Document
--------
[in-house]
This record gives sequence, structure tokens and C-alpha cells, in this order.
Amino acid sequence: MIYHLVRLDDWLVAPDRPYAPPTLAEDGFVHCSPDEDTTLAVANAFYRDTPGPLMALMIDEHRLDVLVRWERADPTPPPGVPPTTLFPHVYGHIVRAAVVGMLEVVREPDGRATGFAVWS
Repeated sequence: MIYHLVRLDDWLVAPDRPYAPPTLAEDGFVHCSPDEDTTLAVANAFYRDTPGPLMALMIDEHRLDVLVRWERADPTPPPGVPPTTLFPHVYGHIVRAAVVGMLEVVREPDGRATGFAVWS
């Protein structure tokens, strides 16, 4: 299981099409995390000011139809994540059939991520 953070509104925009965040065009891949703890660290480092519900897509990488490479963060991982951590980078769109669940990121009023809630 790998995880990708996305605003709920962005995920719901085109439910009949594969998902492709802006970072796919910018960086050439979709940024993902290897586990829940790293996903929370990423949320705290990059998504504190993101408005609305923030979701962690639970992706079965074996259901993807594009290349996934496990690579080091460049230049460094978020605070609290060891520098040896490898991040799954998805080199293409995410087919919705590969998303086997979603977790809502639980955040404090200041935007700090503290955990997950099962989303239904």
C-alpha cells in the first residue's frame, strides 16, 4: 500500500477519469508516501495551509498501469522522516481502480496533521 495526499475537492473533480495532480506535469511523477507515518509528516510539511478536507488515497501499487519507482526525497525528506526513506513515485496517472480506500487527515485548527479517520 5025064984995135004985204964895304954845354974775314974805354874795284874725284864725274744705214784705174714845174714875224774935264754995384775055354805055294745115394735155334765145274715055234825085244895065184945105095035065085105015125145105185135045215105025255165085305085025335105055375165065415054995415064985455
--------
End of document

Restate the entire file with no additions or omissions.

[in-house]
This record gives sequence, structure tokens and C-alpha cells, in this order.
Amino acid sequence: MIYHLVRLDDWLVAPDRPYAPPTLAEDGFVHCSPDEDTTLAVANAFYRDTPGPLMALMIDEHRLDVLVRWERADPTPPPGVPPTTLFPHVYGHIVRAAVVGMLEVVREPDGRATGFAVWS
Repeated sequence: MIYHLVRLDDWLVAPDRPYAPPTLAEDGFVHCSPDEDTTLAVANAFYRDTPGPLMALMIDEHRLDVLVRWERADPTPPPGVPPTTLFPHVYGHIVRAAVVGMLEVVREPDGRATGFAVWS
């Protein structure tokens, strides 16, 4: 299981099409995390000011139809994540059939991520 953070509104925009965040065009891949703890660290480092519900897509990488490479963060991982951590980078769109669940990121009023809630 790998995880990708996305605003709920962005995920719901085109439910009949594969998902492709802006970072796919910018960086050439979709940024993902290897586990829940790293996903929370990423949320705290990059998504504190993101408005609305923030979701962690639970992706079965074996259901993807594009290349996934496990690579080091460049230049460094978020605070609290060891520098040896490898991040799954998805080199293409995410087919919705590969998303086997979603977790809502639980955040404090200041935007700090503290955990997950099962989303239904």
C-alpha cells in the first residue's frame, strides 16, 4: 500500500477519469508516501495551509498501469522522516481502480496533521 495526499475537492473533480495532480506535469511523477507515518509528516510539511478536507488515497501499487519507482526525497525528506526513506513515485496517472480506500487527515485548527479517520 5025064984995135004985204964895304954845354974775314974805354874795284874725284864725274744705214784705174714845174714875224774935264754995384775055354805055294745115394735155334765145274715055234825085244895065184945105095035065085105015125145105185135045215105025255165085305085025335105055375165065415054995415064985455